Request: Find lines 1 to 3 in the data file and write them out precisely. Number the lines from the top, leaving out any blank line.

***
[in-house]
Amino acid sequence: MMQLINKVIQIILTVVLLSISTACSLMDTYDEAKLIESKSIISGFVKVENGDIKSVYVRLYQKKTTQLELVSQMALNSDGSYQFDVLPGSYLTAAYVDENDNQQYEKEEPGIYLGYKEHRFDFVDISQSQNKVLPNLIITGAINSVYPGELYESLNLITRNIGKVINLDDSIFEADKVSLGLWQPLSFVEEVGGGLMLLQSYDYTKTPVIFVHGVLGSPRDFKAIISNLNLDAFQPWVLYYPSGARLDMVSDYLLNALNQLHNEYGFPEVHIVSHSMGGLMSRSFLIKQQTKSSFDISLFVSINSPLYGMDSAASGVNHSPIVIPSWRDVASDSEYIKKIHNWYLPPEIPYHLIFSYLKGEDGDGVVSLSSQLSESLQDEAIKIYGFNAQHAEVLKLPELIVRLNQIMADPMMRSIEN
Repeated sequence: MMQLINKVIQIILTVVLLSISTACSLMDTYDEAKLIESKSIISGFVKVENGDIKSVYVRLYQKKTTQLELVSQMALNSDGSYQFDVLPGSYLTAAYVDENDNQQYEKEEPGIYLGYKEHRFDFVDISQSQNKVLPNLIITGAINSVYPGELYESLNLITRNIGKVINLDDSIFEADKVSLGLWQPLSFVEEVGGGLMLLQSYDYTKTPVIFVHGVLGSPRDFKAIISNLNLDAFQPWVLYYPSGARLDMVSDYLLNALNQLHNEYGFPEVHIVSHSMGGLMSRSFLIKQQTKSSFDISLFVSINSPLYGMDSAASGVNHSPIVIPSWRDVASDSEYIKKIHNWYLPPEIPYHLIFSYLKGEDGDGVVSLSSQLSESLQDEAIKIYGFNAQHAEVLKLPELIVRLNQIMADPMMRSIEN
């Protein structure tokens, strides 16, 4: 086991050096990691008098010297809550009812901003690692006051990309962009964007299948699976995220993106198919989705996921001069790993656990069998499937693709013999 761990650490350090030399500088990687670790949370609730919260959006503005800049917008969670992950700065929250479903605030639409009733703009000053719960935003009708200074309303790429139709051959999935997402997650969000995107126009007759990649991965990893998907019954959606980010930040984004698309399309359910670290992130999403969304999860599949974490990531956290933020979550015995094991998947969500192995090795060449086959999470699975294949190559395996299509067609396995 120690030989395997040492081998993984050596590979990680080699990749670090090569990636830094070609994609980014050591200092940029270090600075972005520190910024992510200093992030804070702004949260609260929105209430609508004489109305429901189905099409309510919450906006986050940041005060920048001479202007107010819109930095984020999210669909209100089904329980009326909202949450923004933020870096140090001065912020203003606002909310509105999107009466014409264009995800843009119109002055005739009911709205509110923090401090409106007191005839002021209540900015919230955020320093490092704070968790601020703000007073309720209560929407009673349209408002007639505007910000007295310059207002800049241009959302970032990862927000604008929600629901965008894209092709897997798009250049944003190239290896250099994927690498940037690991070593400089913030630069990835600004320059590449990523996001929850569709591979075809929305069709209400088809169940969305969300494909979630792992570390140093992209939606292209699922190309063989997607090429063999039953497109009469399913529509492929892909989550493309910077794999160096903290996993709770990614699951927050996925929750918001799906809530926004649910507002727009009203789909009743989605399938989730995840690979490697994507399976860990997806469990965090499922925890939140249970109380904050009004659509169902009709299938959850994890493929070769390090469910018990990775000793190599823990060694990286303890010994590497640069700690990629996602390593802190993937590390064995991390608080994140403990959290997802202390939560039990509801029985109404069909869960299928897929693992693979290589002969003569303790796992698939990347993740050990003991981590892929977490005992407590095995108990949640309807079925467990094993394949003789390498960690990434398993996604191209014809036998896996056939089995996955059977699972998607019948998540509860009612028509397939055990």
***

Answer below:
[in-house]
Amino acid sequence: MMQLINKVIQIILTVVLLSISTACSLMDTYDEAKLIESKSIISGFVKVENGDIKSVYVRLYQKKTTQLELVSQMALNSDGSYQFDVLPGSYLTAAYVDENDNQQYEKEEPGIYLGYKEHRFDFVDISQSQNKVLPNLIITGAINSVYPGELYESLNLITRNIGKVINLDDSIFEADKVSLGLWQPLSFVEEVGGGLMLLQSYDYTKTPVIFVHGVLGSPRDFKAIISNLNLDAFQPWVLYYPSGARLDMVSDYLLNALNQLHNEYGFPEVHIVSHSMGGLMSRSFLIKQQTKSSFDISLFVSINSPLYGMDSAASGVNHSPIVIPSWRDVASDSEYIKKIHNWYLPPEIPYHLIFSYLKGEDGDGVVSLSSQLSESLQDEAIKIYGFNAQHAEVLKLPELIVRLNQIMADPMMRSIEN
Repeated sequence: MMQLINKVIQIILTVVLLSISTACSLMDTYDEAKLIESKSIISGFVKVENGDIKSVYVRLYQKKTTQLELVSQMALNSDGSYQFDVLPGSYLTAAYVDENDNQQYEKEEPGIYLGYKEHRFDFVDISQSQNKVLPNLIITGAINSVYPGELYESLNLITRNIGKVINLDDSIFEADKVSLGLWQPLSFVEEVGGGLMLLQSYDYTKTPVIFVHGVLGSPRDFKAIISNLNLDAFQPWVLYYPSGARLDMVSDYLLNALNQLHNEYGFPEVHIVSHSMGGLMSRSFLIKQQTKSSFDISLFVSINSPLYGMDSAASGVNHSPIVIPSWRDVASDSEYIKKIHNWYLPPEIPYHLIFSYLKGEDGDGVVSLSSQLSESLQDEAIKIYGFNAQHAEVLKLPELIVRLNQIMADPMMRSIEN